Wednesday, January 19, 2011

When Helping Actually Helps

My friend Don Gentry urged me to work my way through this book - When Helping Hurts: How to Alleviate Poverty Without Hurting the Poor...And Yourself. I bought it, and today I'm digging into it.

Both Don and I have had many conversations about how our churches can help the poor and low-income families in our communities. With compassion and wisdom, we want to discover best-practices.

Don pastors in one of the poorest counties in Michigan. I pastor in one of the poorer neighborhoods of Fort Wayne. Don's church has done some great work with area churches to care for the poor. Anchor has hired a Community Connections Director to help care for the poor and low-income families in our church and neighborhood and city.

But still the question remains: what's the best way to help?

I'm hoping this book will help Don and I move forward, to help our churches blossom even more in providing really good help to the men and women and children God brings to us in response to their prayers for help.

Here's a quote from the opening chapter that was convicting to me:
First, North American Christians are simply not doing enough. We are the richest people ever to walk the face of the earth. Period.

Yet most of us live as though there is nothing terribly wrong in the world. We attend our kid's soccer games, pursue our careers, and take beach vacations while 40 percent of the world's inhabitants struggle just to eat every day.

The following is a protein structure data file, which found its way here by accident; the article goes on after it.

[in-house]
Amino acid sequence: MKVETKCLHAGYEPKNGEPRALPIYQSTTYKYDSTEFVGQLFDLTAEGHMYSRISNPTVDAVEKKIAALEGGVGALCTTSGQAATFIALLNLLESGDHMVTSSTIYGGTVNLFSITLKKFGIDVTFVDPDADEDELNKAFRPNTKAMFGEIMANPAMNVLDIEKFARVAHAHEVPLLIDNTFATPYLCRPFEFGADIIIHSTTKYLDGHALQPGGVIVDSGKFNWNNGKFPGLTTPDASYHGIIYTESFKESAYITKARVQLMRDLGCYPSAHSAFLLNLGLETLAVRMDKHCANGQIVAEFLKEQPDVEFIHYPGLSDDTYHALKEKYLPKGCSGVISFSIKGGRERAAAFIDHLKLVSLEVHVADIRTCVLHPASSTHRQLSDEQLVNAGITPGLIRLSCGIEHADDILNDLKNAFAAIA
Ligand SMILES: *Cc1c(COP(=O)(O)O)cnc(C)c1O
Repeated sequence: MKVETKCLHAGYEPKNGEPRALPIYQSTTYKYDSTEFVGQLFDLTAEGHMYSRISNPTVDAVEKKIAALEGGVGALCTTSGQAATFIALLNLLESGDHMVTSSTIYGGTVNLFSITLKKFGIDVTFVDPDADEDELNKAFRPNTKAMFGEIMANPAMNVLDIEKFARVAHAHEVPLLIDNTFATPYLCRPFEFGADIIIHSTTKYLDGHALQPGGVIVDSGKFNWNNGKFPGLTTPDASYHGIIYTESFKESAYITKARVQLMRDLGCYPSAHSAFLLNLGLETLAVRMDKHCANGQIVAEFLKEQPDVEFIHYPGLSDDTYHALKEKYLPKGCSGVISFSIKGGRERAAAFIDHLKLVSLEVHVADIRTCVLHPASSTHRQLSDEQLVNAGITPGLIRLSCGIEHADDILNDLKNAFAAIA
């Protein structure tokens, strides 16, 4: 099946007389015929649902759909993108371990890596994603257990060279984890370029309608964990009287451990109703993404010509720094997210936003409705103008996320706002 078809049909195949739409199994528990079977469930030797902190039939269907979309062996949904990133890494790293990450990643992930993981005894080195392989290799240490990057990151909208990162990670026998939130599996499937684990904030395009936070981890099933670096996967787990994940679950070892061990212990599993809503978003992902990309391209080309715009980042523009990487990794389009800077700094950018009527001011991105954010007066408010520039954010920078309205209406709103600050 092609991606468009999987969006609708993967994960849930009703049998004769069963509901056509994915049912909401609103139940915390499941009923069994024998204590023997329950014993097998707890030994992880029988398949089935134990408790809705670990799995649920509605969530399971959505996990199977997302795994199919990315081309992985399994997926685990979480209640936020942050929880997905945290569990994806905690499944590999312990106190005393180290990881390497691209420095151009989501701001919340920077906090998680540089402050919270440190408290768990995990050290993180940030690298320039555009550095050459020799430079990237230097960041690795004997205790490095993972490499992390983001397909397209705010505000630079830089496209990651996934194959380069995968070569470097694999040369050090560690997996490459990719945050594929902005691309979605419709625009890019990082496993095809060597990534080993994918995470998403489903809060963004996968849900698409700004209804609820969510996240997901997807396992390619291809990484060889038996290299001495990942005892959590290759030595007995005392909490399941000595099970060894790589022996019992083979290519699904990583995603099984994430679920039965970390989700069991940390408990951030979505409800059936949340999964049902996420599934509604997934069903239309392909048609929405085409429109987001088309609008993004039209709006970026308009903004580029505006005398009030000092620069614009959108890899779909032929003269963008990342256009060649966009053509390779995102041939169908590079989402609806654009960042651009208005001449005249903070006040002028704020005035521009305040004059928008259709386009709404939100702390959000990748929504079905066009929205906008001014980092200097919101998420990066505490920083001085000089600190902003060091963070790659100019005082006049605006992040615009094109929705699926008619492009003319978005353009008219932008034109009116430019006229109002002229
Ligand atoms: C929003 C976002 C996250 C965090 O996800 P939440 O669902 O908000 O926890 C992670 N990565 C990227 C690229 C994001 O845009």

And in our own backyards, the homeless, those residing in ghettos, and a wave of immigrants live in a world outside the economic and social mainstream of North America.

We do not necessarily need to feel guilty about our wealth. But we do need to get up every morning with a deep sense that something is terribly wrong with the world and yearn and strive to do something about it. There is simply not enough yearning and striving going on.

Second, many observers believe that when North American Christians do attempt to alleviate poverty, the methods used often do considerable harm to both the materially poor and the materially non-poor. ...these methods are wasting human, spiritual, financial, and organizational resources, [and] these methods are actually exacerbating the very problems they are trying to solve.

2 comments:

Nancy Watta said...

I've lived on both sides of this equation. I've worked in the corporate world, small business and large. In the last few years I experienced times when I was very near to living in the streets. I now understand what it is like to not know where my next meal will come from. I understand the fear, the feeling of shame and the hopelessness of what comes with this. I also know what it is like to stand on the outside looking in at a world that I once was a part of and be treated with disrespect.

On a positive note, I also continue to be blessed by people around me who continue to bless me during this time. God is taking the ashes and turning them into beauty in a way only he can do.

When, people especially Christians, assist others in a tangible way they become the hands of Jesus.

Andi said...

Yes! That quote, and Nancy's comment, fire me up!